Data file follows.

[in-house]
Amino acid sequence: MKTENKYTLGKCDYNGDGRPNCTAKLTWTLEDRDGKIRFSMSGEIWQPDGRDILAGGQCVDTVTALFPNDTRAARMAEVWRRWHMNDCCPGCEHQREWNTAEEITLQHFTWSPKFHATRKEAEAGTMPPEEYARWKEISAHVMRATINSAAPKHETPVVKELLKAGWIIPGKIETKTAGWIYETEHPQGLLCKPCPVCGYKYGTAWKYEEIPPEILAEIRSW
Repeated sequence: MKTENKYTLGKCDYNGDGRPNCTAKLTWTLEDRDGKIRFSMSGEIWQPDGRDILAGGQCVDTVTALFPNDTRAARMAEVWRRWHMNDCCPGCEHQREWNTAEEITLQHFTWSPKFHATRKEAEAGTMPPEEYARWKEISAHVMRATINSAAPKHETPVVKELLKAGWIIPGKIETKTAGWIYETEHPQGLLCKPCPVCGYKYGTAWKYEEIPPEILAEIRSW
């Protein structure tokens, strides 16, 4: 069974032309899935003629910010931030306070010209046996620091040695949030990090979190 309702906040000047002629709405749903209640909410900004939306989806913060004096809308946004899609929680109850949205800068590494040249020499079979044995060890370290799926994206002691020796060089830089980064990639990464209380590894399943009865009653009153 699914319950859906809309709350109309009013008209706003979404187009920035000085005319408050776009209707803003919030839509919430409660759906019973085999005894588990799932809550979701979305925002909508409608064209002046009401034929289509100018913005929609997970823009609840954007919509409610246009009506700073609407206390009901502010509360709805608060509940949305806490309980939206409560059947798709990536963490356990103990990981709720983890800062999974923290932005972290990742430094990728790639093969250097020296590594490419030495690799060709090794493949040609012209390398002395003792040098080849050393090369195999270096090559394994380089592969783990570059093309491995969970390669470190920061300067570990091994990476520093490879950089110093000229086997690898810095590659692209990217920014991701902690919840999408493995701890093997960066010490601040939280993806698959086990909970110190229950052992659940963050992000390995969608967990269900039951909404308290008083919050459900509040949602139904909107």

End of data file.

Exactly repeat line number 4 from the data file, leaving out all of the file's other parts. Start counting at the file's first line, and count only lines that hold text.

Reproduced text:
């Protein structure tokens, strides 16, 4: 069974032309899935003629910010931030306070010209046996620091040695949030990090979190 309702906040000047002629709405749903209640909410900004939306989806913060004096809308946004899609929680109850949205800068590494040249020499079979044995060890370290799926994206002691020796060089830089980064990639990464209380590894399943009865009653009153 699914319950859906809309709350109309009013008209706003979404187009920035000085005319408050776009209707803003919030839509919430409660759906019973085999005894588990799932809550979701979305925002909508409608064209002046009401034929289509100018913005929609997970823009609840954007919509409610246009009506700073609407206390009901502010509360709805608060509940949305806490309980939206409560059947798709990536963490356990103990990981709720983890800062999974923290932005972290990742430094990728790639093969250097020296590594490419030495690799060709090794493949040609012209390398002395003792040098080849050393090369195999270096090559394994380089592969783990570059093309491995969970390669470190920061300067570990091994990476520093490879950089110093000229086997690898810095590659692209990217920014991701902690919840999408493995701890093997960066010490601040939280993806698959086990909970110190229950052992659940963050992000390995969608967990269900039951909404308290008083919050459900509040949602139904909107």